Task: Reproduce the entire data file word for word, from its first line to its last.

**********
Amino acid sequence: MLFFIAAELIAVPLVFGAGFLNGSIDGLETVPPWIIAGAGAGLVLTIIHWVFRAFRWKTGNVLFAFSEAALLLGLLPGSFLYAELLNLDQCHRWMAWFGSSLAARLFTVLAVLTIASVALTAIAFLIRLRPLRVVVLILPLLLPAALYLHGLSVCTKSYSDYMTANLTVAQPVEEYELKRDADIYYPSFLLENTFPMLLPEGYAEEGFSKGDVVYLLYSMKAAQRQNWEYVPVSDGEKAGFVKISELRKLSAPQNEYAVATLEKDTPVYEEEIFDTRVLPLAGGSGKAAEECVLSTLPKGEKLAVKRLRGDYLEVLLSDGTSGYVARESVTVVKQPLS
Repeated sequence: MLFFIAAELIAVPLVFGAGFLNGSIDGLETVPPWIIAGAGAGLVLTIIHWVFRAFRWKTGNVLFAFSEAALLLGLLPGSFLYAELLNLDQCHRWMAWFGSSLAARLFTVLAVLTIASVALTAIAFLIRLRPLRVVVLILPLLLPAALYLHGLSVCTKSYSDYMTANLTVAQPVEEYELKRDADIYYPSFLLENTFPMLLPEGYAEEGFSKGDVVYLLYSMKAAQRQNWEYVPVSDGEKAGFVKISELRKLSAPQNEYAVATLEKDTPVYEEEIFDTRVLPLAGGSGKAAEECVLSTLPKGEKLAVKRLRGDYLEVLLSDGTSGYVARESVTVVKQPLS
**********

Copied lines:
Amino acid sequence: MLFFIAAELIAVPLVFGAGFLNGSIDGLETVPPWIIAGAGAGLVLTIIHWVFRAFRWKTGNVLFAFSEAALLLGLLPGSFLYAELLNLDQCHRWMAWFGSSLAARLFTVLAVLTIASVALTAIAFLIRLRPLRVVVLILPLLLPAALYLHGLSVCTKSYSDYMTANLTVAQPVEEYELKRDADIYYPSFLLENTFPMLLPEGYAEEGFSKGDVVYLLYSMKAAQRQNWEYVPVSDGEKAGFVKISELRKLSAPQNEYAVATLEKDTPVYEEEIFDTRVLPLAGGSGKAAEECVLSTLPKGEKLAVKRLRGDYLEVLLSDGTSGYVARESVTVVKQPLS
Repeated sequence: MLFFIAAELIAVPLVFGAGFLNGSIDGLETVPPWIIAGAGAGLVLTIIHWVFRAFRWKTGNVLFAFSEAALLLGLLPGSFLYAELLNLDQCHRWMAWFGSSLAARLFTVLAVLTIASVALTAIAFLIRLRPLRVVVLILPLLLPAALYLHGLSVCTKSYSDYMTANLTVAQPVEEYELKRDADIYYPSFLLENTFPMLLPEGYAEEGFSKGDVVYLLYSMKAAQRQNWEYVPVSDGEKAGFVKISELRKLSAPQNEYAVATLEKDTPVYEEEIFDTRVLPLAGGSGKAAEECVLSTLPKGEKLAVKRLRGDYLEVLLSDGTSGYVARESVTVVKQPLS